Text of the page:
One For The Road

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Movie Review by Anita Kasonkomona

Starring: Hywel Bennett, Gregory Chisholm, Tony Claassen, Tim Cunningham, Mark Devenport

Director: Chris Cooke

ONE FOR THE ROAD is a film about the adverse effects of alcohol and drink driving. Jimmy, Richard, Mark and Paul are on probation because of drink driving and meet each other on a rehabilitation programme. Richard (Hywel Bennett) is a retired millionaire property developer while Jimmy (Greg Chisolm) is young, ambitious and urgently needs to sell his late father’s business. Mark (Mark Devenport) is a taxi driver who’s into drugs and philosophy and Paul (Rupert Procter) was salesman of the year three times in succession five years ago.

The plot is deceptively unsophisticated but intriguing. After introductions, they set off to the pub, ironically, to have a drink on their lunch break. Paul, Mark and Jimmy begin to plot how to lighten Richard of some of his wealth. Although this is the main storyline, the director Chris Cooke uses the sub-plot to project the impact that alcohol can have on the person or personality. When Jimmy falls for the barmaid Eve (Micaiah Dring) and it comes to the part where they have sex, it proves to be a bit of a problem as the alcohol has a adverse effect on his sexual libido.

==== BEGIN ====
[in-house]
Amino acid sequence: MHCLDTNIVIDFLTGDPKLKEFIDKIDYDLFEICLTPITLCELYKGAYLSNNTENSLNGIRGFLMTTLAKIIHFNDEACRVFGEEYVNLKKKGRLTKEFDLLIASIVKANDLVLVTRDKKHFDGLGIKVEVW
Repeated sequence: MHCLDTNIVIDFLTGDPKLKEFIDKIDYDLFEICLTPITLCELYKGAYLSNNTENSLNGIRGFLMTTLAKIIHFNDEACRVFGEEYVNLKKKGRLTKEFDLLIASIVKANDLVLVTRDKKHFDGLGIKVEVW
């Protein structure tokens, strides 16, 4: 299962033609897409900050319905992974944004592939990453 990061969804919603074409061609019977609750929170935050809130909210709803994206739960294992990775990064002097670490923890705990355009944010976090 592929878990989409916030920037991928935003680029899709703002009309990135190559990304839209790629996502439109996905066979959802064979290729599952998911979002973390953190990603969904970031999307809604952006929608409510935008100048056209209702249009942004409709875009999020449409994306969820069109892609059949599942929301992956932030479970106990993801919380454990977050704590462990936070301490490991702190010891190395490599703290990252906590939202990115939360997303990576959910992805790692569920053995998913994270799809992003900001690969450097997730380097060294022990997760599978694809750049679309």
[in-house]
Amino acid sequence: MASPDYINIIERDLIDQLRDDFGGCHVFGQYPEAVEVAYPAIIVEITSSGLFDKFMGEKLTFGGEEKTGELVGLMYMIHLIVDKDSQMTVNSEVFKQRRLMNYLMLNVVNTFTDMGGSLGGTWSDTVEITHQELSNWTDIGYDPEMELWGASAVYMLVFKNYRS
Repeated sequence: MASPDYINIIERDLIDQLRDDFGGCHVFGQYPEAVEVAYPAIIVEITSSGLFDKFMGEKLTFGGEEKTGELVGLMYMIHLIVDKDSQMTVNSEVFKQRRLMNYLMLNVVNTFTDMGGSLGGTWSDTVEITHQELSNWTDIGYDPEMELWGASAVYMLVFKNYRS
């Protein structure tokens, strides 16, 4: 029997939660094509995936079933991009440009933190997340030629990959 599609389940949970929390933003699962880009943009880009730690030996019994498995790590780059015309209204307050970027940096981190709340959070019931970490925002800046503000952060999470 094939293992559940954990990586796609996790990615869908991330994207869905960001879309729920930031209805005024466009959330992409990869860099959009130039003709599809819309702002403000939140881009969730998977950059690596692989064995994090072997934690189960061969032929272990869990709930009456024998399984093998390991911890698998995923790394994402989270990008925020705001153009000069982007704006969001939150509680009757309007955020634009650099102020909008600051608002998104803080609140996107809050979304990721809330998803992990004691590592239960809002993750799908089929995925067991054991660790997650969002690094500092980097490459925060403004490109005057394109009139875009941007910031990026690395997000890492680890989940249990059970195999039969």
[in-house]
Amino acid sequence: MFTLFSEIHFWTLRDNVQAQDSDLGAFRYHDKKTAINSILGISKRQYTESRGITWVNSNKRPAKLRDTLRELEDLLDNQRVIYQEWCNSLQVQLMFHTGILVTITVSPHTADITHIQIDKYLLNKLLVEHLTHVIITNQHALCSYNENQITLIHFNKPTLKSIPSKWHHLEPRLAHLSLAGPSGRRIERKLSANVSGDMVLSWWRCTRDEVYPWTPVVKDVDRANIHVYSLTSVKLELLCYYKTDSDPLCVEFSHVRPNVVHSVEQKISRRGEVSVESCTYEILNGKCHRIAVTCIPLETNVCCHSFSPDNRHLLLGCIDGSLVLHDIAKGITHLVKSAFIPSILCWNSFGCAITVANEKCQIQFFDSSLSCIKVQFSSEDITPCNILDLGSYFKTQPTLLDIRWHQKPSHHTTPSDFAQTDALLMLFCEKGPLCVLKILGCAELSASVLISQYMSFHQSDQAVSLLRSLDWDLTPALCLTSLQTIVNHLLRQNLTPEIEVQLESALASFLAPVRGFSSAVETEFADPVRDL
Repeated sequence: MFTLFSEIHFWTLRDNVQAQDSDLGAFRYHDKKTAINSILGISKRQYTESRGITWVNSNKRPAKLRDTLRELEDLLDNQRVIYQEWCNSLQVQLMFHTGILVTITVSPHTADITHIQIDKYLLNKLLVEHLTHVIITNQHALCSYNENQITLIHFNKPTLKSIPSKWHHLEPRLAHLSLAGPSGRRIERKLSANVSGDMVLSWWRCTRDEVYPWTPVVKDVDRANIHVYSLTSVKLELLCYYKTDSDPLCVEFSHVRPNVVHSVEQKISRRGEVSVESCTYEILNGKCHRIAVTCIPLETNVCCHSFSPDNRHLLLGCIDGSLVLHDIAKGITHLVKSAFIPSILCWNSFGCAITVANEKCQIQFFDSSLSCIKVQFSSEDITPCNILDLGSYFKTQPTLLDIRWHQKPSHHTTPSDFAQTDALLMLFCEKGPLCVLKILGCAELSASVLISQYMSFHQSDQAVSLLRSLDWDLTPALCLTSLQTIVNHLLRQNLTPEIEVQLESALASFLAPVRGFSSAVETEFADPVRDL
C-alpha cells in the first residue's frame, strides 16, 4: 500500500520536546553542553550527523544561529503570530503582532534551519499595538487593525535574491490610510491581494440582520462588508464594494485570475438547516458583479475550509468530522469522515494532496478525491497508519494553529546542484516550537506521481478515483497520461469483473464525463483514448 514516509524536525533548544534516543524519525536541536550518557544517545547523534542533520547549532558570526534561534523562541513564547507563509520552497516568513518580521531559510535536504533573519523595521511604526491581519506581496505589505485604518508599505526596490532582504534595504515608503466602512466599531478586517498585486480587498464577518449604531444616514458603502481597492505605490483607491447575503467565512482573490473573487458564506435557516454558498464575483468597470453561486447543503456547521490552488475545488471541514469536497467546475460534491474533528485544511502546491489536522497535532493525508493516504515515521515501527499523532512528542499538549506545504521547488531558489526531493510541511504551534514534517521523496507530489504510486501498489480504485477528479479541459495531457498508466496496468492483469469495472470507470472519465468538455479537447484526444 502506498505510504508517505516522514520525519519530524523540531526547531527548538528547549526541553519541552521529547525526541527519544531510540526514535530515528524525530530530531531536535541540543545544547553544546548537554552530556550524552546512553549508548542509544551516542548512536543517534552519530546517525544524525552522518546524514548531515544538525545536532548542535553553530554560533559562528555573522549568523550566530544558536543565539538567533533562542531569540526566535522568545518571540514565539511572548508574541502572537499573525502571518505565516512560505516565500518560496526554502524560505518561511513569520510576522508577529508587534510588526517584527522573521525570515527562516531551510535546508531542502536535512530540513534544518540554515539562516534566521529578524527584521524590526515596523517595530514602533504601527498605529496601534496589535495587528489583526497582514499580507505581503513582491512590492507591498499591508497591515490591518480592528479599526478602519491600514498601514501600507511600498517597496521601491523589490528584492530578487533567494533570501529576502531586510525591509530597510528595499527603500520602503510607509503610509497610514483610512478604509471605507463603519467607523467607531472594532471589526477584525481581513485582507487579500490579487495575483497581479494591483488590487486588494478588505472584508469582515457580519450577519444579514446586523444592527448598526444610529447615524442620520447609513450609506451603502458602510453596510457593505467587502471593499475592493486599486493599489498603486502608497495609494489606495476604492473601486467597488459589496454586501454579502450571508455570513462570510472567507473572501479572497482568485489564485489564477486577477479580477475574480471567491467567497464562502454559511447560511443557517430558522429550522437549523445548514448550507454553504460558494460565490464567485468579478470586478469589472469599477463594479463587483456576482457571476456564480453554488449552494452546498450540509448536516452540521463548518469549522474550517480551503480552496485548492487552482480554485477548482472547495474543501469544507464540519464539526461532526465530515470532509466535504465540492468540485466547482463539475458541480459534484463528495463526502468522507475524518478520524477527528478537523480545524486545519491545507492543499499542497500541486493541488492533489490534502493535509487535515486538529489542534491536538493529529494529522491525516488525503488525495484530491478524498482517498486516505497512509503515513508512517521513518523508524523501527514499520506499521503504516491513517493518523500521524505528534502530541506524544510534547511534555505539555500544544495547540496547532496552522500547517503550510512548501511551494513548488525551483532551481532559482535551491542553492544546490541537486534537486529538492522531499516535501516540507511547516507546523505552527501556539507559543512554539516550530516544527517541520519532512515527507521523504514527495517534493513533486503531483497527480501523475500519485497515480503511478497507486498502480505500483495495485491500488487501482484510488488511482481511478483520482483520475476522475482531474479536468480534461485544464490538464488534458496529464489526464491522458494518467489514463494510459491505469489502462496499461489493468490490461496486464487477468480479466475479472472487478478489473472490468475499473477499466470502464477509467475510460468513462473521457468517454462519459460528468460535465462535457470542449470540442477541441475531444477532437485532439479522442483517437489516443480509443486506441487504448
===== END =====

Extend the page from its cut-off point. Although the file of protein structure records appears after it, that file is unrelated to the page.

The film has many humorous moments especially the scenes involving the therapist Ian (Johnny Phillips) who is also on probation for drink driving. He is extremely sarcastic and uses his sarcasm to good effect: “We fake it to make it.” This is when he uses role play to help the foursome realise the underlying psychological issues behind drink driving. He is not the typical beat about the bush kind of therapist, he gets straight to the point, which adds a lot more zest to the film.

The director cleverly builds up the tension in some scenes manipulating and also deluding the audience into thinking that the film is predictable when it is not. This is particularly poignant with the disappearance of Richard and his fate, which sets of panic and fools the audience as well as the characters. The director also ties in the beginning and ending of the movie very well; the beginning of the film shows you how it actually ends.

Shot on DV cam, the director has used the spontaneity and intimacy of the medium to create the feeling of a documentary. Although a low budget film, it has a lot to offer in terms of British talent and offers some relatively unknown actors an opportunity they might not otherwise have had.

5 out of 6 stars